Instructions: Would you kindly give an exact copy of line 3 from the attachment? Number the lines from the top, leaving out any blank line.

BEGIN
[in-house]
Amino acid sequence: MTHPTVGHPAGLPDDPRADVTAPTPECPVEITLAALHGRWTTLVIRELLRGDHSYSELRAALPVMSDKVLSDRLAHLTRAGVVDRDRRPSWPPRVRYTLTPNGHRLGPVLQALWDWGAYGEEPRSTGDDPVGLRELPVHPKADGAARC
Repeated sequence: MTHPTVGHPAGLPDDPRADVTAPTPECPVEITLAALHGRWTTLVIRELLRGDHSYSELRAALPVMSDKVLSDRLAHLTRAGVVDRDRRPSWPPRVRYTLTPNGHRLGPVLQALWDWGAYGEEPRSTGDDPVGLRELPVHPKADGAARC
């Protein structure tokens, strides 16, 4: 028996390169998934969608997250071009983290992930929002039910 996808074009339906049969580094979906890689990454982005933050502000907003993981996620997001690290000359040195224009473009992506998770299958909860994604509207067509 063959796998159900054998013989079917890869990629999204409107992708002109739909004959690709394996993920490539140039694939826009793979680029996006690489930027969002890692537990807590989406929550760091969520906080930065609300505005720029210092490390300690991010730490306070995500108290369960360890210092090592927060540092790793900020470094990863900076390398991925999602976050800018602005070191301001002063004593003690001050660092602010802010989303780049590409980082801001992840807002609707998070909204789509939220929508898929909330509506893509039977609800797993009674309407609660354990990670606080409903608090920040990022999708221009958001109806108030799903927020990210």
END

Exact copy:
Repeated sequence: MTHPTVGHPAGLPDDPRADVTAPTPECPVEITLAALHGRWTTLVIRELLRGDHSYSELRAALPVMSDKVLSDRLAHLTRAGVVDRDRRPSWPPRVRYTLTPNGHRLGPVLQALWDWGAYGEEPRSTGDDPVGLRELPVHPKADGAARC